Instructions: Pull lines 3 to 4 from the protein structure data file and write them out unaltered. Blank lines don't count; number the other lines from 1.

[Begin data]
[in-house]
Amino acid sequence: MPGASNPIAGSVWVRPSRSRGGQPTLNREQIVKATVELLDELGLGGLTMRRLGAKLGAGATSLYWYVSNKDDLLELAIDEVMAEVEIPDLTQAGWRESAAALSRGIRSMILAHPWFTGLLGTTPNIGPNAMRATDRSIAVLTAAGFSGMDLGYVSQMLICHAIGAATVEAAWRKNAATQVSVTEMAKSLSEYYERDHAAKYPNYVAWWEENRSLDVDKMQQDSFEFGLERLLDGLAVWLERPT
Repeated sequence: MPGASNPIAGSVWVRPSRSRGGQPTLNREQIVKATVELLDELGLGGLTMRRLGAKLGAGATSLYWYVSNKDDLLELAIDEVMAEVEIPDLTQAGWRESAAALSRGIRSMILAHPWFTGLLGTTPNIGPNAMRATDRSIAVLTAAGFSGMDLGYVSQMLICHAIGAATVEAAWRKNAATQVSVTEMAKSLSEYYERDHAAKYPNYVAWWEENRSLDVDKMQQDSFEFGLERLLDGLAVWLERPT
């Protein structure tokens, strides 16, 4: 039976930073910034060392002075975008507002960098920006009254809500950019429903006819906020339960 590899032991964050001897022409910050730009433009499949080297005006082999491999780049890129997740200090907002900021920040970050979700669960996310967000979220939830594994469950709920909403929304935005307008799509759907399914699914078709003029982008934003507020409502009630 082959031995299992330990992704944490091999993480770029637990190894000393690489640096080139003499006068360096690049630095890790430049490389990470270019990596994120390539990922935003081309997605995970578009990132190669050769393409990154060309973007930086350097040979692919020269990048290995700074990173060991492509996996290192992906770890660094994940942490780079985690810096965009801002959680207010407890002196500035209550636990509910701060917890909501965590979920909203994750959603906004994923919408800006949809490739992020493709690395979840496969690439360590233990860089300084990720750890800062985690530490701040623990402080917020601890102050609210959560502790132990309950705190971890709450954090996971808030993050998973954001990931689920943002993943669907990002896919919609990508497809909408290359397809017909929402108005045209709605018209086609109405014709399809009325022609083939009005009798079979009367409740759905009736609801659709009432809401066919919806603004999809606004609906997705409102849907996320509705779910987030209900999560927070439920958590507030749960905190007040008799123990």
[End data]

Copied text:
Repeated sequence: MPGASNPIAGSVWVRPSRSRGGQPTLNREQIVKATVELLDELGLGGLTMRRLGAKLGAGATSLYWYVSNKDDLLELAIDEVMAEVEIPDLTQAGWRESAAALSRGIRSMILAHPWFTGLLGTTPNIGPNAMRATDRSIAVLTAAGFSGMDLGYVSQMLICHAIGAATVEAAWRKNAATQVSVTEMAKSLSEYYERDHAAKYPNYVAWWEENRSLDVDKMQQDSFEFGLERLLDGLAVWLERPT
């Protein structure tokens, strides 16, 4: 039976930073910034060392002075975008507002960098920006009254809500950019429903006819906020339960 590899032991964050001897022409910050730009433009499949080297005006082999491999780049890129997740200090907002900021920040970050979700669960996310967000979220939830594994469950709920909403929304935005307008799509759907399914699914078709003029982008934003507020409502009630 082959031995299992330990992704944490091999993480770029637990190894000393690489640096080139003499006068360096690049630095890790430049490389990470270019990596994120390539990922935003081309997605995970578009990132190669050769393409990154060309973007930086350097040979692919020269990048290995700074990173060991492509996996290192992906770890660094994940942490780079985690810096965009801002959680207010407890002196500035209550636990509910701060917890909501965590979920909203994750959603906004994923919408800006949809490739992020493709690395979840496969690439360590233990860089300084990720750890800062985690530490701040623990402080917020601890102050609210959560502790132990309950705190971890709450954090996971808030993050998973954001990931689920943002993943669907990002896919919609990508497809909408290359397809017909929402108005045209709605018209086609109405014709399809009325022609083939009005009798079979009367409740759905009736609801659709009432809401066919919806603004999809606004609906997705409102849907996320509705779910987030209900999560927070439920958590507030749960905190007040008799123990």